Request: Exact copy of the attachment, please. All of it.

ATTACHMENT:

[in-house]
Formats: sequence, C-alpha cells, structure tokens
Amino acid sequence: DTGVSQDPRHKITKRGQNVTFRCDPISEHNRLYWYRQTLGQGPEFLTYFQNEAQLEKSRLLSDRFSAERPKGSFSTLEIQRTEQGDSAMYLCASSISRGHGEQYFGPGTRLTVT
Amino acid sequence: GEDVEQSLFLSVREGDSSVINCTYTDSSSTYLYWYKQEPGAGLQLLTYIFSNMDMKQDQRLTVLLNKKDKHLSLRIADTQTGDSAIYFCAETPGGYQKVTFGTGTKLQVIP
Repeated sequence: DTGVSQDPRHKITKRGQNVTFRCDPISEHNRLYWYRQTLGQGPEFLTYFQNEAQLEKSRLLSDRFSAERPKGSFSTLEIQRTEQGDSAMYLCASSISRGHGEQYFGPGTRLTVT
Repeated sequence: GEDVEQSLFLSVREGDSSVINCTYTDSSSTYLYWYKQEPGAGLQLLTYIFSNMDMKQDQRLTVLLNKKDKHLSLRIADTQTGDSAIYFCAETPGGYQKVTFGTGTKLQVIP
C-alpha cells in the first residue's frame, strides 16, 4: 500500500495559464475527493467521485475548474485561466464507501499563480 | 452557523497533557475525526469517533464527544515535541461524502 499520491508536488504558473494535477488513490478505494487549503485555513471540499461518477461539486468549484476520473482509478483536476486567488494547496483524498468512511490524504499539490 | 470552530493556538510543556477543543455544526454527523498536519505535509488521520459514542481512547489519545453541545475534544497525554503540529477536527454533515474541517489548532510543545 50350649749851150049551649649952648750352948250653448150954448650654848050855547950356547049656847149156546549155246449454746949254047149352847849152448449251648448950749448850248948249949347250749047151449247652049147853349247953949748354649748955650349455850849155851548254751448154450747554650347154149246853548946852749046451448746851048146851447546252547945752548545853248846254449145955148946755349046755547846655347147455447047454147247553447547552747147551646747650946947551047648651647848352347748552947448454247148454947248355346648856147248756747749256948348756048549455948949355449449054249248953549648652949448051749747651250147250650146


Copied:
[in-house]
Formats: sequence, C-alpha cells, structure tokens
Amino acid sequence: DTGVSQDPRHKITKRGQNVTFRCDPISEHNRLYWYRQTLGQGPEFLTYFQNEAQLEKSRLLSDRFSAERPKGSFSTLEIQRTEQGDSAMYLCASSISRGHGEQYFGPGTRLTVT
Amino acid sequence: GEDVEQSLFLSVREGDSSVINCTYTDSSSTYLYWYKQEPGAGLQLLTYIFSNMDMKQDQRLTVLLNKKDKHLSLRIADTQTGDSAIYFCAETPGGYQKVTFGTGTKLQVIP
Repeated sequence: DTGVSQDPRHKITKRGQNVTFRCDPISEHNRLYWYRQTLGQGPEFLTYFQNEAQLEKSRLLSDRFSAERPKGSFSTLEIQRTEQGDSAMYLCASSISRGHGEQYFGPGTRLTVT
Repeated sequence: GEDVEQSLFLSVREGDSSVINCTYTDSSSTYLYWYKQEPGAGLQLLTYIFSNMDMKQDQRLTVLLNKKDKHLSLRIADTQTGDSAIYFCAETPGGYQKVTFGTGTKLQVIP
C-alpha cells in the first residue's frame, strides 16, 4: 500500500495559464475527493467521485475548474485561466464507501499563480 | 452557523497533557475525526469517533464527544515535541461524502 499520491508536488504558473494535477488513490478505494487549503485555513471540499461518477461539486468549484476520473482509478483536476486567488494547496483524498468512511490524504499539490 | 470552530493556538510543556477543543455544526454527523498536519505535509488521520459514542481512547489519545453541545475534544497525554503540529477536527454533515474541517489548532510543545 50350649749851150049551649649952648750352948250653448150954448650654848050855547950356547049656847149156546549155246449454746949254047149352847849152448449251648448950749448850248948249949347250749047151449247652049147853349247953949748354649748955650349455850849155851548254751448154450747554650347154149246853548946852749046451448746851048146851447546252547945752548545853248846254449145955148946755349046755547846655347147455447047454147247553447547552747147551646747650946947551047648651647848352347748552947448454247148454947248355346648856147248756747749256948348756048549455948949355449449054249248953549648652949448051749747651250147250650146